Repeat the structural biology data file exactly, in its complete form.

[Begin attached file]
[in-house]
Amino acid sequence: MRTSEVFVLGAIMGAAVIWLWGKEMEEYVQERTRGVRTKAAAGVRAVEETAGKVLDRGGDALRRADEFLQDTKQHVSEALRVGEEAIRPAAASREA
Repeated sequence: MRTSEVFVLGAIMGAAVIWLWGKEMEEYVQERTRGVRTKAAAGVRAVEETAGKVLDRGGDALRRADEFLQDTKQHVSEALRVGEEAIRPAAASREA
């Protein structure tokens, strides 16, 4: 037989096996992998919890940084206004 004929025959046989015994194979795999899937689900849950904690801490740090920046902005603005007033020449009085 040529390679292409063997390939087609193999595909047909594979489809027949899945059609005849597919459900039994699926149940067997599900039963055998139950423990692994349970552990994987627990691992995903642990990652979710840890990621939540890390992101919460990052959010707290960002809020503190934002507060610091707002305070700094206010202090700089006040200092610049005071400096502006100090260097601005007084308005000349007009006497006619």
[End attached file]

[in-house]
Amino acid sequence: MRTSEVFVLGAIMGAAVIWLWGKEMEEYVQERTRGVRTKAAAGVRAVEETAGKVLDRGGDALRRADEFLQDTKQHVSEALRVGEEAIRPAAASREA
Repeated sequence: MRTSEVFVLGAIMGAAVIWLWGKEMEEYVQERTRGVRTKAAAGVRAVEETAGKVLDRGGDALRRADEFLQDTKQHVSEALRVGEEAIRPAAASREA
């Protein structure tokens, strides 16, 4: 037989096996992998919890940084206004 004929025959046989015994194979795999899937689900849950904690801490740090920046902005603005007033020449009085 040529390679292409063997390939087609193999595909047909594979489809027949899945059609005849597919459900039994699926149940067997599900039963055998139950423990692994349970552990994987627990691992995903642990990652979710840890990621939540890390992101919460990052959010707290960002809020503190934002507060610091707002305070700094206010202090700089006040200092610049005071400096502006100090260097601005007084308005000349007009006497006619």